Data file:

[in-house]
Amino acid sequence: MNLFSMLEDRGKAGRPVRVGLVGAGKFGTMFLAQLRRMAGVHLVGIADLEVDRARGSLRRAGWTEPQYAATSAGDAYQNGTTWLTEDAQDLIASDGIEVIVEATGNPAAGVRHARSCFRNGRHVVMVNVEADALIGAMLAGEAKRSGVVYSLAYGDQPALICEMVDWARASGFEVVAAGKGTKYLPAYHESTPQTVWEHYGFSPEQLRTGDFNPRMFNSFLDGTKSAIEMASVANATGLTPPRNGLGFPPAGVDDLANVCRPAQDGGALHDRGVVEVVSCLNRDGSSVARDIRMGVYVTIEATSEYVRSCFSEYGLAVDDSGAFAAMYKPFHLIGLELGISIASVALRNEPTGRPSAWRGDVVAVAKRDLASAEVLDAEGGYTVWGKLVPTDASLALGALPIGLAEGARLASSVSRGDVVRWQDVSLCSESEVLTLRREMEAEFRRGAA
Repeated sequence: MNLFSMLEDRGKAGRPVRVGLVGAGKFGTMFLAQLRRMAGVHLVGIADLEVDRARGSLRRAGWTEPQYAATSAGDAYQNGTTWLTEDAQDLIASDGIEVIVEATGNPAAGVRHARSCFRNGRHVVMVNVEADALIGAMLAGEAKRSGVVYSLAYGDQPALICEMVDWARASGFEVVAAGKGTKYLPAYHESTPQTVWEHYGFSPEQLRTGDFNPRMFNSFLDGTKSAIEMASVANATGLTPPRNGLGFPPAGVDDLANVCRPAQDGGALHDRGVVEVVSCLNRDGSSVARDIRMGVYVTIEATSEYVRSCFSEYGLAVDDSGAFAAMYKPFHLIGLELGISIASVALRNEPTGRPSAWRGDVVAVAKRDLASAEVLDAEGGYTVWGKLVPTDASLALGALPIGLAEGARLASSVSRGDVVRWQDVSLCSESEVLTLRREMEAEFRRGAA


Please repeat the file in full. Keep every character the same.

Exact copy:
[in-house]
Amino acid sequence: MNLFSMLEDRGKAGRPVRVGLVGAGKFGTMFLAQLRRMAGVHLVGIADLEVDRARGSLRRAGWTEPQYAATSAGDAYQNGTTWLTEDAQDLIASDGIEVIVEATGNPAAGVRHARSCFRNGRHVVMVNVEADALIGAMLAGEAKRSGVVYSLAYGDQPALICEMVDWARASGFEVVAAGKGTKYLPAYHESTPQTVWEHYGFSPEQLRTGDFNPRMFNSFLDGTKSAIEMASVANATGLTPPRNGLGFPPAGVDDLANVCRPAQDGGALHDRGVVEVVSCLNRDGSSVARDIRMGVYVTIEATSEYVRSCFSEYGLAVDDSGAFAAMYKPFHLIGLELGISIASVALRNEPTGRPSAWRGDVVAVAKRDLASAEVLDAEGGYTVWGKLVPTDASLALGALPIGLAEGARLASSVSRGDVVRWQDVSLCSESEVLTLRREMEAEFRRGAA
Repeated sequence: MNLFSMLEDRGKAGRPVRVGLVGAGKFGTMFLAQLRRMAGVHLVGIADLEVDRARGSLRRAGWTEPQYAATSAGDAYQNGTTWLTEDAQDLIASDGIEVIVEATGNPAAGVRHARSCFRNGRHVVMVNVEADALIGAMLAGEAKRSGVVYSLAYGDQPALICEMVDWARASGFEVVAAGKGTKYLPAYHESTPQTVWEHYGFSPEQLRTGDFNPRMFNSFLDGTKSAIEMASVANATGLTPPRNGLGFPPAGVDDLANVCRPAQDGGALHDRGVVEVVSCLNRDGSSVARDIRMGVYVTIEATSEYVRSCFSEYGLAVDDSGAFAAMYKPFHLIGLELGISIASVALRNEPTGRPSAWRGDVVAVAKRDLASAEVLDAEGGYTVWGKLVPTDASLALGALPIGLAEGARLASSVSRGDVVRWQDVSLCSESEVLTLRREMEAEFRRGAA